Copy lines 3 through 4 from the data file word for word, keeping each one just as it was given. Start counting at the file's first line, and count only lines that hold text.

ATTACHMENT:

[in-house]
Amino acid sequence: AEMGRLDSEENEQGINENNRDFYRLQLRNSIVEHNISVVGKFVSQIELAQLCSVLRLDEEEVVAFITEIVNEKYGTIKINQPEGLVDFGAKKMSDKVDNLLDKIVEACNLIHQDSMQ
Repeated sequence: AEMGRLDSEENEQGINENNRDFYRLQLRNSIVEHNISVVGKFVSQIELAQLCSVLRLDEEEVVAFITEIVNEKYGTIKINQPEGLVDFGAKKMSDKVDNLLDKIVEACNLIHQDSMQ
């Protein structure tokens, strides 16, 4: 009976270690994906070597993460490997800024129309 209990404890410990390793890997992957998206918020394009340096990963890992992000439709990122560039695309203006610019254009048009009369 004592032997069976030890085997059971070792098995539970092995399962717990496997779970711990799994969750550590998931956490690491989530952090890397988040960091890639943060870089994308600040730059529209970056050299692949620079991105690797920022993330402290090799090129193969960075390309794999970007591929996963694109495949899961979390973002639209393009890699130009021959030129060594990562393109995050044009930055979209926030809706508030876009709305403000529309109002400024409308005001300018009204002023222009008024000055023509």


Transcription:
Repeated sequence: AEMGRLDSEENEQGINENNRDFYRLQLRNSIVEHNISVVGKFVSQIELAQLCSVLRLDEEEVVAFITEIVNEKYGTIKINQPEGLVDFGAKKMSDKVDNLLDKIVEACNLIHQDSMQ
């Protein structure tokens, strides 16, 4: 009976270690994906070597993460490997800024129309 209990404890410990390793890997992957998206918020394009340096990963890992992000439709990122560039695309203006610019254009048009009369 004592032997069976030890085997059971070792098995539970092995399962717990496997779970711990799994969750550590998931956490690491989530952090890397988040960091890639943060870089994308600040730059529209970056050299692949620079991105690797920022993330402290090799090129193969960075390309794999970007591929996963694109495949899961979390973002639209393009890699130009021959030129060594990562393109995050044009930055979209926030809706508030876009709305403000529309109002400024409308005001300018009204002023222009008024000055023509």